In Leaked Recording, Austin Police Chief Tears Into Commanders For Fatal Shootings, Use Of Excessive Force
from the burning-his-own-system-to-the-ground dept
If police culture is truly going to change, it needs to start at the bottom. Years of DOJ investigations and consent agreements have done almost nothing to root out the deep-seated problems found in many law enforcement agencies. The change has to come from within each department — a much longer, slower process that requires those leading the reforms to put their careers on the line. They will be opposed by many of their fellow officers and villainized by police unions for any attempts to bring more accountability to policework.
There are probably more law enforcement officials out there with the same mindset as Austin (TX) police chief Art Acevedo. Unfortunately, very little of what they’ve done or said makes its way into the public eye without being strained through several filters. Acevedo’s private comments to Austin PD commanders, however, arrive in the form of a leaked recording.
Acevedo was addressing the criticism he took for firing Geoffrey Freeman after the officer shot and killed a naked, unarmed, mentally-ill 19-year-old as he ran down a residential street. Acevedo addressed many issues during this talk and made it clear the APD isn’t going to keep heading down the same limited-accountability road and end up just another law enforcement agency more known for its misdeeds than its law enforcement efforts. (h/t PINAC)
“I have given nine years of my life to the Austin Police Department,” Acevedo told his commanders. “Nine years aren’t going to go down the drain because we have people in this room that don’t want to do the hard lifting, that don’t want to be the bad guys. Sorry, we have to be the bad guys sometimes.
And the problem ain’t the cops. It’s the leadership.”
Directly addressing the shooting, Acevedo had this to say:
“If you can’t handle a kid in broad daylight, naked, and your first instinct is to come out with your gun, and your next instinct is to shoot the kid dead, you don’t need to be a cop. I don’t give a shit how nice you are,” Chief Acevedo told the group.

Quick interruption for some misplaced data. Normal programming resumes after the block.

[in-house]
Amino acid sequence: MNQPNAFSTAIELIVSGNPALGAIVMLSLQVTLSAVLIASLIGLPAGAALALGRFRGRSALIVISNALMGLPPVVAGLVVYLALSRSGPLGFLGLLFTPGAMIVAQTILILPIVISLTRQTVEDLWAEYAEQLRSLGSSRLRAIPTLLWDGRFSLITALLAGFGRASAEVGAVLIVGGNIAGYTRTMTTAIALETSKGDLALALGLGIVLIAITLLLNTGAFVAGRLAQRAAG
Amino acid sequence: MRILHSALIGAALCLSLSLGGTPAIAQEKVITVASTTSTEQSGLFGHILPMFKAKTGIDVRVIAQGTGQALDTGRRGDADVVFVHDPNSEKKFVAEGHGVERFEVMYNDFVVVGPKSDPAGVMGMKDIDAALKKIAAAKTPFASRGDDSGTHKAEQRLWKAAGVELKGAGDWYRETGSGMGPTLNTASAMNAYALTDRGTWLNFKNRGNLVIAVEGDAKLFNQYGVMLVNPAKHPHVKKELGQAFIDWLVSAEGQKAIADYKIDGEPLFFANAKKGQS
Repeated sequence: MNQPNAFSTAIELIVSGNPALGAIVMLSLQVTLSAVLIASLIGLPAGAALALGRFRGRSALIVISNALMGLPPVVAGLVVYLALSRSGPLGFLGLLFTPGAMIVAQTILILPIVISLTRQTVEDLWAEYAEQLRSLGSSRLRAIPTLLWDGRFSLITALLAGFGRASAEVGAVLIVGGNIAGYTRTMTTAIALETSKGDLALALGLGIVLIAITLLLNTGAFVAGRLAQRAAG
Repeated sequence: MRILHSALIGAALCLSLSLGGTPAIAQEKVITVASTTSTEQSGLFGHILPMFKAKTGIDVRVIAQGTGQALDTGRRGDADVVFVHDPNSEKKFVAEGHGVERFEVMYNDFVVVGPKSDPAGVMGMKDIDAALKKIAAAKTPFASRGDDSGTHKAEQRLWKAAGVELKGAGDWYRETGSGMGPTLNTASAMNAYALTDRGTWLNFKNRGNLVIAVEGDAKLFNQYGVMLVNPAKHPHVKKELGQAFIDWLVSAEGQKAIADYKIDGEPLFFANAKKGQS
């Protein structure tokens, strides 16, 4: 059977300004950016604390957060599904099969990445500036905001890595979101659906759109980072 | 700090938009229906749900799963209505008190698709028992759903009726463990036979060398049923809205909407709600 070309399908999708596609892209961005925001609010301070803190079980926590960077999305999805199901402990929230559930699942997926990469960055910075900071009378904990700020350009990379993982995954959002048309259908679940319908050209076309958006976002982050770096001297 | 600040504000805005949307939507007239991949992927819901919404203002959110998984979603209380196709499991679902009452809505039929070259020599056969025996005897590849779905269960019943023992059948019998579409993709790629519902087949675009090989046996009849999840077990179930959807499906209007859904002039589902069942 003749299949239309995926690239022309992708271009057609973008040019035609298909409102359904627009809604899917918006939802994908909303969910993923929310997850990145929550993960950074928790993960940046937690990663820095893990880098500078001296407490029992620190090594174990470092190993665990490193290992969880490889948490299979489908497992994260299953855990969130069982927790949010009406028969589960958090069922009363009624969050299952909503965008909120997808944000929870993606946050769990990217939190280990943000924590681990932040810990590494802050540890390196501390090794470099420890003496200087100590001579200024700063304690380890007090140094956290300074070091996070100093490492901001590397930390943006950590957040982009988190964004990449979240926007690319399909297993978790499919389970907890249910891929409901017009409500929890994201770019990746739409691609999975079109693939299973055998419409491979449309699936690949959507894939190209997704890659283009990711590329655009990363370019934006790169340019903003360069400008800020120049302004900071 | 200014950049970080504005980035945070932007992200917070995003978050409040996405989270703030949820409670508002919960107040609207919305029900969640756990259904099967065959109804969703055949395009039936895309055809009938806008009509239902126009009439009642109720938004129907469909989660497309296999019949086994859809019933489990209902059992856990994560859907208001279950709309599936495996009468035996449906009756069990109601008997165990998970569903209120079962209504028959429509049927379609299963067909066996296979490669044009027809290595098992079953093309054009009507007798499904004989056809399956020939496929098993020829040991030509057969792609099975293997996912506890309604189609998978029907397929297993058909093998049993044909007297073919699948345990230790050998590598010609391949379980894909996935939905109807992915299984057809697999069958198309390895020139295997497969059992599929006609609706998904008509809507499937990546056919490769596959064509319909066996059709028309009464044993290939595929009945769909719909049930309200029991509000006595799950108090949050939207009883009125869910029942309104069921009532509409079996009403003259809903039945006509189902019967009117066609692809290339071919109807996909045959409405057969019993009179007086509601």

“The union got all pissed off because I fired Freeman. Some of you might have gotten pissed off. I’m going to tell you right now. If we have another Freeman tomorrow, that is what’s going to happen.”
He also addressed another controversial arrest — one Acevedo only heard about after he started being questioned by media reps about it. “Contempt of cop” arrests will apparently no longer be tolerated.
“I am sickened that somehow people are still trying to justify Richter,” Acevedo said on the recording. “Nobody wearing stripes, or bars or stars should even think about justifying a woman — that the reason that woman got pulled out of that car is because she had the audacity to tell him to hurry up.“
“She wasn’t going with the program,” he said. “You know what? Millennials ask questions, so get over it. If you are going to order somebody to do something, you better have a damn good reason if you are going to take them to jail.
“That was such an easy stop to de-escalate.”
Acevedo followed this up with something his commanders (and officers below them) can’t have been happy to hear: massaging the paperwork to generate an exculpatory narrative is bullshit.
“Who cares what [Officer Richter] wrote?” Acevedo said. “Because I think we have this attitude, of I’ll just cover it in the report and I’ll be good to go … Anybody can do creative writing. Does that make sense to you guys?”
While these comments may have been spurred by recent events, Chief Acevedo is actually in the middle of an ongoing effort to reform his police department. The Austin Statesman points out that eleven internal affairs investigations have been opened on APD commanders in the last two years, leading to six reprimands and “several” resignations.
While resignations are hardly the ideal outcome, they’re a better solution than allowing a poisonous influence to remain in the department. True, this move sidesteps accountability, but the intended outcome is still reached: the removal of a “bad apple,” or at least a “bad apple” enabler.
Chief Acevedo will probably find himself out of a job, though. Complaints against him are already bubbling up from the lower ranks, with some commanders accusing him of refusing to consider their input. This may actually be a feature rather than a bug. Those complaining about his refusal to listen aren’t providing much detail about the content of their input. If much of it was just more of the usual — attempts to lower accountability for themselves and the officers they command — it’s hardly surprising Acevedo isn’t implementing their ideas.
This is the sort of leadership America’s law enforcement agencies need: commanders who are willing to start gathering up the slack given to officers over the years. Unfortunately, this can often lead to damaged or destroyed careers, which is why we see so few officials willing to do what Acevedo is doing. There’s almost nothing to be gained personally from doing so, and an almost infinite amount to lose.